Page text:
Friday, May 18, 2012

Privacy, Security, and Compliance Concerns in Cloud Computing

As you have been noticing there is a great deal of momentum around cloud computing, perhaps propelled by the massive marketing investment around it. Actually, many of us at this point may feel a little saturated by reading and hearing every day how "cloudy" each new product offering claims to be.

The Cloud is still in its infancy (Real Scene in a Day Care)

But at the same time I believe that we all get the point and we can see the real and undeniable advantages behind the cloud-way of doing things, from simple things like having all our music or photos everywhere all the time and playing them from each of our devices, to update my documents or data from my laptop or from my uncle's old PC without installing a single piece of software or moving a single file around, or to the most advanced cases like having an entire multi server development, testing, and runtime platform to host my enterprise applications without doing the administration of a single piece of software stack, networking, or servers.

On one extreme of the spectrum of opinions around cloud we have the "give me the benefits of cloud, I do not care about anything else" type of individuals, in the middle of the spectrum we have the cloud pseudo-skeptics, which is the portion of the consumers that feel that cloud is not all that great, that it is just another fancy name for "Internet stuff", and in the other extreme we have the quasi-paranoid guy, who thinks that "the cloud" means putting all my private data in hands of cloud service vendors, that the cloud outages can cause apocalyptic damage in our societies, that cloud provider may go out of business and my data with them, and many other negative things.

While all these concerns are fair in some cases, I cannot stop comparing cloud skepticism and paranoia with the concerns that we all had in the early 2000s about using our credit cards to buy stuff online. Do you remember? it was only a decade ago when we often heard phrases such as "What?! These guys from are nuts if they think for a moment that I will enter my credit card information in this web form!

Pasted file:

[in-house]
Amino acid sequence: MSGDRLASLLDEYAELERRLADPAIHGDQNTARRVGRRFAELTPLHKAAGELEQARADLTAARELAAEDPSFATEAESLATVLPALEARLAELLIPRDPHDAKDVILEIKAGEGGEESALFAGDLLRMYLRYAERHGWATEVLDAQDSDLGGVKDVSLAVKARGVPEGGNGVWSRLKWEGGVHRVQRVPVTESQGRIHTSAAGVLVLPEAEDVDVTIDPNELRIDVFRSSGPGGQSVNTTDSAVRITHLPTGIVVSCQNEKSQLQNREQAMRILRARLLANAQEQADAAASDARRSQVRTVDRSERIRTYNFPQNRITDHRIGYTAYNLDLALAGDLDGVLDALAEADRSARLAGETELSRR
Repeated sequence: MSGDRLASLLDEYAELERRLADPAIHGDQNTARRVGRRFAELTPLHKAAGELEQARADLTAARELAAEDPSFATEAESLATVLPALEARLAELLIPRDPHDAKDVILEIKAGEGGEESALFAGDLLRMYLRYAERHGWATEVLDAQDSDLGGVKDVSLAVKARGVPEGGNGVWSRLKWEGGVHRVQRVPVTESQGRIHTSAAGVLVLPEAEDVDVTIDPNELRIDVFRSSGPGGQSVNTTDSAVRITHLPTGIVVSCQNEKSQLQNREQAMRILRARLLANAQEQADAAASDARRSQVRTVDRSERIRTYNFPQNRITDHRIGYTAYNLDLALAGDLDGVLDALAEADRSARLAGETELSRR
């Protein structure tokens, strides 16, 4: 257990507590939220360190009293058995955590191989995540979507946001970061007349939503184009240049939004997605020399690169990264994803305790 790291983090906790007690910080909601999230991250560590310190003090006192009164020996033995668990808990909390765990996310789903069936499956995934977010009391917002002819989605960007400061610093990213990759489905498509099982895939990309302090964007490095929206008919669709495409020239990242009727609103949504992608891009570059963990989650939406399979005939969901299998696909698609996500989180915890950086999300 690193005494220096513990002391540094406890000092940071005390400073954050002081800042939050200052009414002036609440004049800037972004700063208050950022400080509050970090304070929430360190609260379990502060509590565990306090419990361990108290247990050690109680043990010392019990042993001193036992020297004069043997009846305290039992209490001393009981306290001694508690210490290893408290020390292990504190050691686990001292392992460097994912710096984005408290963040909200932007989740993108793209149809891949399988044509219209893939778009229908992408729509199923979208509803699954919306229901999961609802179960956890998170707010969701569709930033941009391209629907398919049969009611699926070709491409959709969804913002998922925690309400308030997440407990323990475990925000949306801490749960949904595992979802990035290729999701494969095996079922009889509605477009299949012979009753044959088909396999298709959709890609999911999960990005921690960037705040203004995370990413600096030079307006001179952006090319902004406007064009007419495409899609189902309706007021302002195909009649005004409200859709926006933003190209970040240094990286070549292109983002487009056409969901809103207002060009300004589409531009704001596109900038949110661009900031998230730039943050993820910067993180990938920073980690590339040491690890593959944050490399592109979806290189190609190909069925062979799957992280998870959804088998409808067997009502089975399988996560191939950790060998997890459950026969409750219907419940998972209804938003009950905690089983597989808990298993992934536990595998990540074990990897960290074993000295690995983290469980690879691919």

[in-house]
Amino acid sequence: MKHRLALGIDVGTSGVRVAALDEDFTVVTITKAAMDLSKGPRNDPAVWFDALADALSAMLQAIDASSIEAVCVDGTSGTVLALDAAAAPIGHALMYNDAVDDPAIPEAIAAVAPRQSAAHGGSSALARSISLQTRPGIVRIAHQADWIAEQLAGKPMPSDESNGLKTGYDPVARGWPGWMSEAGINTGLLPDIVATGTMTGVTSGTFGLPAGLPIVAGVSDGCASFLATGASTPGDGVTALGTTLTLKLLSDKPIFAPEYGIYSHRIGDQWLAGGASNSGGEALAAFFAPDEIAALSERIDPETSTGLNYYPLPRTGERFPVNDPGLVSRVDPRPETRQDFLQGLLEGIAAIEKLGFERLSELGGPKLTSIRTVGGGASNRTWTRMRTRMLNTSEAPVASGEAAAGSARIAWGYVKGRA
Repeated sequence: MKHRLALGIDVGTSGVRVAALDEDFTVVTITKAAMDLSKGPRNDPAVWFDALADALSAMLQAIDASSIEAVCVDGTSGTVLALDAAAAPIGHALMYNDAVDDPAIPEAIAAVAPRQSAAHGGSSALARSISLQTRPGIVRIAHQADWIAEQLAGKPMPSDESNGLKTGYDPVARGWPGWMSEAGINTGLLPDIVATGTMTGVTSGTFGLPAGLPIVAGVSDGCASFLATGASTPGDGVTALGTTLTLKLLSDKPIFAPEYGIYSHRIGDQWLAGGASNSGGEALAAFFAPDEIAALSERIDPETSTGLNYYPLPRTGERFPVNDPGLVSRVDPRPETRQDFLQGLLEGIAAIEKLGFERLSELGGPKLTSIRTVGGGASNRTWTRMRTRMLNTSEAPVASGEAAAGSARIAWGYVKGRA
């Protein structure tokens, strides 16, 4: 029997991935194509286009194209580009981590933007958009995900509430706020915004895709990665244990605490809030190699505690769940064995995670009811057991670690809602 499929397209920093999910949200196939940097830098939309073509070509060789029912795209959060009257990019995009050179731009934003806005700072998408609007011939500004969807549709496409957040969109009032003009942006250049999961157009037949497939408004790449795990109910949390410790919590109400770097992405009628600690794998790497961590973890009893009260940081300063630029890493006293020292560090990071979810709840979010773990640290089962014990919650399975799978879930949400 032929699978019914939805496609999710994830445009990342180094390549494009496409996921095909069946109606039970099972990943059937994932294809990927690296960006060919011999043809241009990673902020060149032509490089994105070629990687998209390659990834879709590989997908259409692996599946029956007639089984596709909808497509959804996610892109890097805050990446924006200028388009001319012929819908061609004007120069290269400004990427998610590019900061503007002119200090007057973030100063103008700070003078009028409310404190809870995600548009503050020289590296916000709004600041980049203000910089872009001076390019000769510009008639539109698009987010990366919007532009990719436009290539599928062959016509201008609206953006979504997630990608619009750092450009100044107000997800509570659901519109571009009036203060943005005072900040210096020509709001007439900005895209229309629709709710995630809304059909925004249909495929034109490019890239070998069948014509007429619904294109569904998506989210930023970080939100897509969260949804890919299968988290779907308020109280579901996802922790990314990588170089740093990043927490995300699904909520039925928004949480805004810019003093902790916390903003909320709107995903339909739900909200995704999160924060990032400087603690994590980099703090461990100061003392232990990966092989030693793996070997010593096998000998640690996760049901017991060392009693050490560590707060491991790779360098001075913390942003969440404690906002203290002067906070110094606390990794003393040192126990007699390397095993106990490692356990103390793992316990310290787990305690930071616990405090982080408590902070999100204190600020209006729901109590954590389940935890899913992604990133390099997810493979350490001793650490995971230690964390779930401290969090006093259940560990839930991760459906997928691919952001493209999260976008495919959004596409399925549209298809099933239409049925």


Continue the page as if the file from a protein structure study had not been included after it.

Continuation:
By the way, a quick reminder that cloud is more a model that a technology change, we will see many enterprises adopting private cloud models that may bring to IT departments and its internal consumers the same type of benefits that we see in the "public" cloud space. The increasing interest on on-premise Platform-as-a-Service (PaaS) as private cloud in medium and large organizations is an example of that.

We are also going to see a lot of hybrid clouds emerging, in which logical clouds will be built transparently on top of public and private infrastructures.

My theory is that in a few tears form now, as security increases and regulations evolve, many of the "clouds about cloud" will clear out, and we will be doing much more stuff in the cloud-way than what we can think today.

Thanks for reading!

Stay up to date on this and related topics by following me on twitter: @Juan_Noceda

Interview about Cloud, PaaS, NoSQL, OpenShift, and Node.JS

Thanks Gordon Haff for the interview about cloud trends, the PaaS market, OpenShift growth, JBoss relevance, the importance of Big Data or NoSQL, and the Node.JS momentum.

Here is the audio podcast and transcript